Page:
Forests exchange large amounts of CO2 with the atmosphere and can influence and be influenced by atmospheric CO2. There has been a recent proliferation of literature on the effects of atmospheric CO2 on forest trees. More than 300 studies of trees on five different continents have been published in the last five years. These include an increasing number of field studies with a long-term focus and involving CO2×stress or environment interactions. The recent data on long-term effects of elevated atmospheric CO2 on trees indicate a potential for a persistent enhancement of tree growth for several years, although the only relevant long-term datasets currently available are for juvenile trees.
The current literature indicates a significantly larger average long-term biomass increment under elevated CO2 for conifers (130%) than for deciduous trees (49%) in studies not involving stress components. However, stimulation of photosynthesis by elevated CO2 in long-term studies was similar for conifers (62%) and deciduous trees (53%). Recent studies indicate that elevated CO2 causes a more persistent stimulation of biomass increment and photosynthesis than previously expected. Results of seedling studies, however, might not be applicable to other stages of tree development because of complications of age-dependent and size-dependent shifts in physiology and carbon allocation, which are accelerated by elevated CO2. In addition, there are many possible avenues to down-regulation, making the predicted canopy CO2 exchange and growth of mature trees and forests in a CO2-rich atmosphere uncertain. Although, physiological down-regulation of photosynthetic rates has been documented in field situations, it is rarely large enough to offset entirely photosynthetic gains in elevated CO2. A persistent growth stimulation of individual mature trees has been demonstrated although this effect is more uncertain in trees in natural stands.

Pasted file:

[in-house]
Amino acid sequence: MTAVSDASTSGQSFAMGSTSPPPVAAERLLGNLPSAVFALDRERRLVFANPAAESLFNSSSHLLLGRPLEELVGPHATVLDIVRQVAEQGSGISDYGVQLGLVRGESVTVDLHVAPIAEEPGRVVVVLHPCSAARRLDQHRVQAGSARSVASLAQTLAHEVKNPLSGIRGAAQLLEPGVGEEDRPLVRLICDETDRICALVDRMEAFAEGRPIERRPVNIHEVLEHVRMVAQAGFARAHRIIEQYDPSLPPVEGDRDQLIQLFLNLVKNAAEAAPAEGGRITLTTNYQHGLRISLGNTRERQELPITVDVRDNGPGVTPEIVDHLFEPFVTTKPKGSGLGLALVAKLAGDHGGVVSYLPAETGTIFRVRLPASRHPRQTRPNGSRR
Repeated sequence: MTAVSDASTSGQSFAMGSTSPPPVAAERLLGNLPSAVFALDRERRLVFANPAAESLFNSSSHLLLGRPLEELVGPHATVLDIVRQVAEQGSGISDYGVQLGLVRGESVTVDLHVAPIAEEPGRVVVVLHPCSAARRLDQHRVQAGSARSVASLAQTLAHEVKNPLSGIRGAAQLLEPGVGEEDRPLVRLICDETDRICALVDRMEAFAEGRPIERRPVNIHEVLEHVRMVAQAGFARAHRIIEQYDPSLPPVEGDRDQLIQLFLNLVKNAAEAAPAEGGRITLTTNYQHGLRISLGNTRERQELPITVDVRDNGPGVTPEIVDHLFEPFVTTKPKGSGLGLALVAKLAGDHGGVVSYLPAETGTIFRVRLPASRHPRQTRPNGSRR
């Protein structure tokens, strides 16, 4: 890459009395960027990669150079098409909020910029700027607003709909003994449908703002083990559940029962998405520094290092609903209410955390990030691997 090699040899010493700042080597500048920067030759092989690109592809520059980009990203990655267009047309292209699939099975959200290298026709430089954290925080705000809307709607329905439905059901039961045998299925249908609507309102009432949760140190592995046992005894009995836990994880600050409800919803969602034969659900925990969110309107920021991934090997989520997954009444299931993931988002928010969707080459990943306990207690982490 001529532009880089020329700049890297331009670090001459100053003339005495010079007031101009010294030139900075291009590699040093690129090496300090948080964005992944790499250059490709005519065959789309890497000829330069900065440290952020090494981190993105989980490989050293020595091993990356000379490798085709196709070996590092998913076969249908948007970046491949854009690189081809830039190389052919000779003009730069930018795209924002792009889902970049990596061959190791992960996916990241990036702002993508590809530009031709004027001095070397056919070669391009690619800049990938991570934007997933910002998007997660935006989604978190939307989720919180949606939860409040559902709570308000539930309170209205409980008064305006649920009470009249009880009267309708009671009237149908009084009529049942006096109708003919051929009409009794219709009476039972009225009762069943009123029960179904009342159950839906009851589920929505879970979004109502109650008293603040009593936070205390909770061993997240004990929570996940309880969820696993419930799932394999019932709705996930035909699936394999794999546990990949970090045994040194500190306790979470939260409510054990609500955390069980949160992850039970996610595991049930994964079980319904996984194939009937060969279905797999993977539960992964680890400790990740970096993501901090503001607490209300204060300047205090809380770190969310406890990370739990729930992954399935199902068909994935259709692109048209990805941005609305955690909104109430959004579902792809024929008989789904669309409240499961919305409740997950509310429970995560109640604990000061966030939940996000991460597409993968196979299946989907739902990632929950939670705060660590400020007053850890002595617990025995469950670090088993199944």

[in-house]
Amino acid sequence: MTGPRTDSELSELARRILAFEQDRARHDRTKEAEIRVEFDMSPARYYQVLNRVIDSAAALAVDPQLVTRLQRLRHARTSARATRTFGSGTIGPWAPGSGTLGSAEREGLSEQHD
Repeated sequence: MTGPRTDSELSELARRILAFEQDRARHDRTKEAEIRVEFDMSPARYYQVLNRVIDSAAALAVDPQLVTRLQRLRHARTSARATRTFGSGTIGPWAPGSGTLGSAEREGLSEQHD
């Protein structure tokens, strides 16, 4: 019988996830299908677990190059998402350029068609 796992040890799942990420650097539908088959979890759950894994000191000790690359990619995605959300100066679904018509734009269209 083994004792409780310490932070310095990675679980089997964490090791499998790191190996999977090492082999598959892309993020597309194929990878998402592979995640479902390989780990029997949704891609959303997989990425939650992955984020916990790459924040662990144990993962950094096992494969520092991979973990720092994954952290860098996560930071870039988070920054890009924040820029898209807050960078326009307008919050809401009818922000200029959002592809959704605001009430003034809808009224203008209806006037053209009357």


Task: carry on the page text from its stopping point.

Resource interactions can both constrain tree responses to elevated CO2 and be altered by them. Although drought can reduce gas-exchange rates and offset the benefits of elevated CO2, even in well watered trees, stomatal conductance is remarkably less responsive to elevated CO2 than in herbaceous species. Stomata of a number of tree species have been demonstrated to be unresponsive to elevated CO2. We conclude that positive effects of CO2 on leaf area can be at least as important in determining canopy transpiration as negative, direct effects of CO2 on stomatal aperture. With respect to nutrition, elevated CO2 has the potential to alter tree–soil interactions that might influence future changes in ecosystem productivity. There is continued evidence that in most cases nutrient limitations diminish growth and photosynthetic responses to elevated CO2 at least to some degree, and that elevated CO2 can accelerate the appearance of nutrient limitations with increasing time of treatment. In many studies, tree biomass responses to CO2 are artefacts in the sense that they are merely responses to CO2-induced changes in internal nutritional status of the tree.
There are numerous interactions between CO2 and factors of the biotic and abiotic environment. The importance of increasing atmospheric CO2 concentrations for productivity is likely to be overestimated if these are not taken into account. Many interactions, however, are simply additive rather than synergistic or antagonistic. This appears to hold true for many parameters under elevated CO2 in combination with temperature, elevated O3, and other atmospheric pollutants. However, there is currently little evidence that elevated CO2 will counteract O3 damage. When the foliage content of C, mineral nutrients and secondary metabolites is altered by elevated CO2, tree×insect interactions are modified. In most trees, mycorrhizal interactions might be less important for direct effects of CO2 than for alleviating general nutrient deficiencies.
Since many responses to elevated CO2 and their interactions with stress show considerable variability among species/genotypes, one principal research need is for comparative studies of a large variety of woody species and ecosystems under realistic conditions. We still need more long-term experiments on mature trees and stands to address critical scaling issues likely to advance our understanding of responses to elevated CO2 at different stages of forest development and their interactions with climate and environment. The only tools available at present for coping with the consequences of rising CO2 are management of resources and selection of genotypes suitable for the future climate and environment.